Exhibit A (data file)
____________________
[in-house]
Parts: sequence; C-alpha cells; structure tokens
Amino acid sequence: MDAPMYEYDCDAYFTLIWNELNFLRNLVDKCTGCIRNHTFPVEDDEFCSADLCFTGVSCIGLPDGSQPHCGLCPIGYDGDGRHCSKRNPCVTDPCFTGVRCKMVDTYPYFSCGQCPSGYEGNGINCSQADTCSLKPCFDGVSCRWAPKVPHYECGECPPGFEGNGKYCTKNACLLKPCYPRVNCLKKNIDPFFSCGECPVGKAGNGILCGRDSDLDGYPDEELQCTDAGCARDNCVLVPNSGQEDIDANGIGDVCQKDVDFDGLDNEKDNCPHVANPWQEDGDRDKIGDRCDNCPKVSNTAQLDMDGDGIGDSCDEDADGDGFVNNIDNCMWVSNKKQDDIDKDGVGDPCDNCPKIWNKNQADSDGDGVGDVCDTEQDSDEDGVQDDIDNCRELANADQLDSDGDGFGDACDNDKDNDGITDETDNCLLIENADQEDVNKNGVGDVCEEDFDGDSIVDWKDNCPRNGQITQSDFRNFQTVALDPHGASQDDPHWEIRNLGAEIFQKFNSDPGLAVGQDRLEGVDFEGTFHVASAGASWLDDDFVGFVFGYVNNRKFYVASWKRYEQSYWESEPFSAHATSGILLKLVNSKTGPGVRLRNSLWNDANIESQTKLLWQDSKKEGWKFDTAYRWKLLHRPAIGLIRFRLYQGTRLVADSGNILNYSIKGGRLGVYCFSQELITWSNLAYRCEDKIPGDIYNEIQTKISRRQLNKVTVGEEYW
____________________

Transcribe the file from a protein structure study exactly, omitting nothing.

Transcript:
[in-house]
Parts: sequence; C-alpha cells; structure tokens
Amino acid sequence: MDAPMYEYDCDAYFTLIWNELNFLRNLVDKCTGCIRNHTFPVEDDEFCSADLCFTGVSCIGLPDGSQPHCGLCPIGYDGDGRHCSKRNPCVTDPCFTGVRCKMVDTYPYFSCGQCPSGYEGNGINCSQADTCSLKPCFDGVSCRWAPKVPHYECGECPPGFEGNGKYCTKNACLLKPCYPRVNCLKKNIDPFFSCGECPVGKAGNGILCGRDSDLDGYPDEELQCTDAGCARDNCVLVPNSGQEDIDANGIGDVCQKDVDFDGLDNEKDNCPHVANPWQEDGDRDKIGDRCDNCPKVSNTAQLDMDGDGIGDSCDEDADGDGFVNNIDNCMWVSNKKQDDIDKDGVGDPCDNCPKIWNKNQADSDGDGVGDVCDTEQDSDEDGVQDDIDNCRELANADQLDSDGDGFGDACDNDKDNDGITDETDNCLLIENADQEDVNKNGVGDVCEEDFDGDSIVDWKDNCPRNGQITQSDFRNFQTVALDPHGASQDDPHWEIRNLGAEIFQKFNSDPGLAVGQDRLEGVDFEGTFHVASAGASWLDDDFVGFVFGYVNNRKFYVASWKRYEQSYWESEPFSAHATSGILLKLVNSKTGPGVRLRNSLWNDANIESQTKLLWQDSKKEGWKFDTAYRWKLLHRPAIGLIRFRLYQGTRLVADSGNILNYSIKGGRLGVYCFSQELITWSNLAYRCEDKIPGDIYNEIQTKISRRQLNKVTVGEEYW